with good circumstances like sunny weather, great schedule, and adequate preparedness, taraw cliff climbing is an awesome adventure. it seems really risky and too physically demanding to scale the cliffs but reaching the peak is rewarding.
|the awesome panorama as seen from the summit of taraw cliffs|
since 2009, i have been checking out online posts of people who dared and bravely stood at the top of taraw. i did my research on the cliffs this way and familiarized myself with the risks based on the online write-ups i've read and the taraw videos i've seen in youtube. i took inspiration from the informative posts and knew in my heart that, even though i am no seasoned climber, i, too, can conquer el nido's taraw someday.
destination: taraw peak
that someday happened to me last february, when i pursued a solo trip to palawan. having been to el nido before, the place felt so familiar and i was so at home and confident moving around in el nido town on my own. on the first day of my return in el nido, i joined a group tour to reach the hidden beach and the secret beach, two island hopping destinations which my friends and i didn't get to see during our adventures in 2009 due to unfavorable wave conditions.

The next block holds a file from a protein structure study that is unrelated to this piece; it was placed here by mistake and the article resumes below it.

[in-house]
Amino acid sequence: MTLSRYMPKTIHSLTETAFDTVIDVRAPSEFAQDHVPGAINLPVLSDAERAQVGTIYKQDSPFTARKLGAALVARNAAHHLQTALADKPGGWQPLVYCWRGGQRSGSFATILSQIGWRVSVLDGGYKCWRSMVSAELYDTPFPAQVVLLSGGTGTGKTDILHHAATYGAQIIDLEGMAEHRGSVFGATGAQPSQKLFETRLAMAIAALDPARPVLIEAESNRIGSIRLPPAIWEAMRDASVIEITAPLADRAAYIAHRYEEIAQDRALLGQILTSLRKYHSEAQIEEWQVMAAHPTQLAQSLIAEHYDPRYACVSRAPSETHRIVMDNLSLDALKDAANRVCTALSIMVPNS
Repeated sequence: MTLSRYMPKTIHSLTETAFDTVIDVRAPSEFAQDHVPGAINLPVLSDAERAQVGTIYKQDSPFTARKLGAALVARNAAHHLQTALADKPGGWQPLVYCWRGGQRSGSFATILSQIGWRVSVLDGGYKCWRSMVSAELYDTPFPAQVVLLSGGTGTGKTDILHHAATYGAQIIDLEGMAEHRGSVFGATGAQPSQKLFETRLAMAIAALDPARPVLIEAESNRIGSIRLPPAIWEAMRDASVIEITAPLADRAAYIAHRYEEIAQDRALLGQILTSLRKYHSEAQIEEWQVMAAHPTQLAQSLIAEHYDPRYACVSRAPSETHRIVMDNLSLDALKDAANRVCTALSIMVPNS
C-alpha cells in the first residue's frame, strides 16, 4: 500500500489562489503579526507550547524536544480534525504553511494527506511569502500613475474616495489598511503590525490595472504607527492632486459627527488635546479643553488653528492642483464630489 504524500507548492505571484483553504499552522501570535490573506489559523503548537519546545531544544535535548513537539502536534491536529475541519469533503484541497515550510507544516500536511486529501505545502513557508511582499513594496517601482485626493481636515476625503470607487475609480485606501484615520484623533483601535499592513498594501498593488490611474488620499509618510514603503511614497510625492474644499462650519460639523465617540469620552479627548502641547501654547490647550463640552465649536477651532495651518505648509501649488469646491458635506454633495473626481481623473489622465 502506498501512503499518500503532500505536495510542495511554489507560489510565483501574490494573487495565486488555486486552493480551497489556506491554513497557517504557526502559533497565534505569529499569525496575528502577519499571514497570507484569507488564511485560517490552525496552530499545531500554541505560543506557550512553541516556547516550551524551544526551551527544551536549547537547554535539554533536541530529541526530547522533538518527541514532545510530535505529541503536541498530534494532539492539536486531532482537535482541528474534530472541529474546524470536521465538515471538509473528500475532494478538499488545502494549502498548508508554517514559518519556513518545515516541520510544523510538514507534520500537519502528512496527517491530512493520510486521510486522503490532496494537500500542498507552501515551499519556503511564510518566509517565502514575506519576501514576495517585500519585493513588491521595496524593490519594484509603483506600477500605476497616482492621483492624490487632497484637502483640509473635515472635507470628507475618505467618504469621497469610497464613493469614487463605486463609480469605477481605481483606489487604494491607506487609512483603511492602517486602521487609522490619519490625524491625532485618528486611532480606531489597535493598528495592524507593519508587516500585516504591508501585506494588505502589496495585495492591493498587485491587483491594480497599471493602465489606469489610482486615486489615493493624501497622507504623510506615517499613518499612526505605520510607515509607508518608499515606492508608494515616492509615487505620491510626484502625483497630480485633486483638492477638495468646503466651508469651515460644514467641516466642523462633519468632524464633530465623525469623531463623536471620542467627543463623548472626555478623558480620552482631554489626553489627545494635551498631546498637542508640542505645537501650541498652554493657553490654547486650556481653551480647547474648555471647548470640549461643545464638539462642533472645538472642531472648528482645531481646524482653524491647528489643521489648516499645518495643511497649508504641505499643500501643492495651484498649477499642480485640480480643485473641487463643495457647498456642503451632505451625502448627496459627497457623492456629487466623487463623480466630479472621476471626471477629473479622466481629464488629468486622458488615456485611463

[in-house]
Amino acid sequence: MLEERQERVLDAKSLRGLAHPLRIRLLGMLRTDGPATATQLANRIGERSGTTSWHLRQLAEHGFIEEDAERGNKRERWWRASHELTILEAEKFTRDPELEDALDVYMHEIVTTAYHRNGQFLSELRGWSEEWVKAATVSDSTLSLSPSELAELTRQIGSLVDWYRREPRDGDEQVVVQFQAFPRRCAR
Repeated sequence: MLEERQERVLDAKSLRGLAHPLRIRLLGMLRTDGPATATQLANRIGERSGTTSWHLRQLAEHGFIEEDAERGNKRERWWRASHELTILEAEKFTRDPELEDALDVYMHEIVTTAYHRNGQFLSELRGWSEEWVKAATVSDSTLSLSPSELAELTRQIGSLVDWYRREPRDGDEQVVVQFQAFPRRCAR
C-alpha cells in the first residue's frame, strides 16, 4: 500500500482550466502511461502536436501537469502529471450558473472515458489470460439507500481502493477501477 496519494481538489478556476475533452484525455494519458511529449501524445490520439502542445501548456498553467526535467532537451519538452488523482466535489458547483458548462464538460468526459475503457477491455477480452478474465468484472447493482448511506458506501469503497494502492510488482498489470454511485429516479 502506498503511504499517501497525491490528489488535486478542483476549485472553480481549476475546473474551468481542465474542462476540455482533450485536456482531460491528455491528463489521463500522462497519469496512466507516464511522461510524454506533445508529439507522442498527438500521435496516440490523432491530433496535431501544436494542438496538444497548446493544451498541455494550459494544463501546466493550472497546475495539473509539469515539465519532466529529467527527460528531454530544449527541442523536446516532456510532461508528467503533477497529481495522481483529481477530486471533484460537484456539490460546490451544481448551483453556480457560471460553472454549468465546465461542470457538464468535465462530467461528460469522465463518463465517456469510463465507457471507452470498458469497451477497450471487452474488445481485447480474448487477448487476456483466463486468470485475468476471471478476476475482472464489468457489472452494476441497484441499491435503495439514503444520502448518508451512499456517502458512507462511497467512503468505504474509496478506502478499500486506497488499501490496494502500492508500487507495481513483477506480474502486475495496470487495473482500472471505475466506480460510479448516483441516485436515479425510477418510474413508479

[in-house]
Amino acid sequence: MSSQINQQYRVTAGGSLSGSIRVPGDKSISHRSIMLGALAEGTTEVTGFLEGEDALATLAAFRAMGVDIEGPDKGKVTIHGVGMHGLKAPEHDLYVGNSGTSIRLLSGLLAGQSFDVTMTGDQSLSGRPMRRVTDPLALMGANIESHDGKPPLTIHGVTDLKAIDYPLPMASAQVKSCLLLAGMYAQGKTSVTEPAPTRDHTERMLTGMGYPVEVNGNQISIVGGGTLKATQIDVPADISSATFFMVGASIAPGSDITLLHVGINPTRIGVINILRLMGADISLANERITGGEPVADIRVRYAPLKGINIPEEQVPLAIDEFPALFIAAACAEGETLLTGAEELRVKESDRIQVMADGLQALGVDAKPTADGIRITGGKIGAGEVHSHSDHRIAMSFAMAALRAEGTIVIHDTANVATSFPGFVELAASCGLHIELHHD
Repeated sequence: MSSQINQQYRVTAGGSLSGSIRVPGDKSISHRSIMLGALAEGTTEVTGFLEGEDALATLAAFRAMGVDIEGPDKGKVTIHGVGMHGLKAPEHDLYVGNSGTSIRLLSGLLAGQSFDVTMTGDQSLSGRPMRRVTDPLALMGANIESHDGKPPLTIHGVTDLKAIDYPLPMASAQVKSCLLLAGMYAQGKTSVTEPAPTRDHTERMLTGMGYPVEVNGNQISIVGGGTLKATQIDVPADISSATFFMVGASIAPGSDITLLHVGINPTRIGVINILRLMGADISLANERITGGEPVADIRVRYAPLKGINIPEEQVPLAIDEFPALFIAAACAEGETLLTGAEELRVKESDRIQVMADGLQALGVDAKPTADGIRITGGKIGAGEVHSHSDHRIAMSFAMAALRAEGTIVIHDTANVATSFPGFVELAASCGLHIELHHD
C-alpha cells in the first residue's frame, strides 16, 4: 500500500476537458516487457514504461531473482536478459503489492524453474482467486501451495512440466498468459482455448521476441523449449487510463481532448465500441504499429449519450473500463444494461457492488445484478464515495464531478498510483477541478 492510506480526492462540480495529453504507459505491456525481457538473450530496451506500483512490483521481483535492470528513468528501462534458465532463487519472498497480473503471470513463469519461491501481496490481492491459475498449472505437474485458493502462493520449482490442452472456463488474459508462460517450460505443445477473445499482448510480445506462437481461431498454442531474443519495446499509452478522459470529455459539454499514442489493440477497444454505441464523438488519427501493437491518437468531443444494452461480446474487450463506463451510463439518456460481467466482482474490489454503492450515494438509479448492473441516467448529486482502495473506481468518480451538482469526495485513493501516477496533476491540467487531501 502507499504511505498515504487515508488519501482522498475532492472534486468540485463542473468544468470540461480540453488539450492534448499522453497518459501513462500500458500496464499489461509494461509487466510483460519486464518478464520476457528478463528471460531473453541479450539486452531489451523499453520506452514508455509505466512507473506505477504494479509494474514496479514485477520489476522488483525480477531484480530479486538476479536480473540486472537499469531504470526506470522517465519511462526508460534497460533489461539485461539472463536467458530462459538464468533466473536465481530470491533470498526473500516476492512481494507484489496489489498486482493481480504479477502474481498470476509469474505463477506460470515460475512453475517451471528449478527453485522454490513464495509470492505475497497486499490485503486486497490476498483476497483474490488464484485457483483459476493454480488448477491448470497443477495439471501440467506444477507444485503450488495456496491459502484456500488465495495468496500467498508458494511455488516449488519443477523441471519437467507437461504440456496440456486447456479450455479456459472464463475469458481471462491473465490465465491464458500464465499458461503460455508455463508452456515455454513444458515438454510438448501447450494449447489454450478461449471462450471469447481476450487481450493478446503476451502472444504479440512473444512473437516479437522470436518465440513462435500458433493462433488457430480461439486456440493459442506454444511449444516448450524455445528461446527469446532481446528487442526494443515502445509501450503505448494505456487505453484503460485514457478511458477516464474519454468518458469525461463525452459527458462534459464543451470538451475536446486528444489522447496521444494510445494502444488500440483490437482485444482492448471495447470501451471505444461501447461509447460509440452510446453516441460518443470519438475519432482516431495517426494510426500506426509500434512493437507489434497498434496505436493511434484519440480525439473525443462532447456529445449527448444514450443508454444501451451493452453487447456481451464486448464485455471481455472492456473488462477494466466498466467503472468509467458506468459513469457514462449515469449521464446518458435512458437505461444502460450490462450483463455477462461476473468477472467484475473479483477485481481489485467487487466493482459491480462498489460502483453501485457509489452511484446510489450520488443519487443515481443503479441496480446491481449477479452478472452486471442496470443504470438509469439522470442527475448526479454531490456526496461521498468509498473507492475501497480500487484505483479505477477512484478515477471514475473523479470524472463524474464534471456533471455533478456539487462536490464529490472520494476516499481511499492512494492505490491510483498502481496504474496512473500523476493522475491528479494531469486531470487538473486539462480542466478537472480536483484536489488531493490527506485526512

towards the end of the island hopping tour, while our boat was docked on the shores of helicopter island and i was just sitting on white sand, i got the chance to share with our tour guide and our lifeguard-of-the-day my plan of pursuing the taraw cliff climbing adventure.
|when in el nido, palawan, experience more than the usual|
they're licensed guides for the cliff climbing activity, too, and they encouraged me to push through with my plan. i got their reassurance that climbing the taraw would not be as daunting as i first imagined it to be. with that, i was convinced not to pass up the opportunity. the first thing that i did, when our tour boat returned to the mainland, was to sign up for the taraw climb at the booking office of servant tours. the girl at the booking office took my name, checked my el nido ETDF (eco-tourism development fund) form-slash-ID, and assigned my guide for the following day. i was issued an official receipt for my climb fee -- PhP500, the standard rate in el nido for a solo guided climb.
23rd of february 2013
getting to know the taraw cliffs up close
a real deal rock climbing adventure in el nido, palawan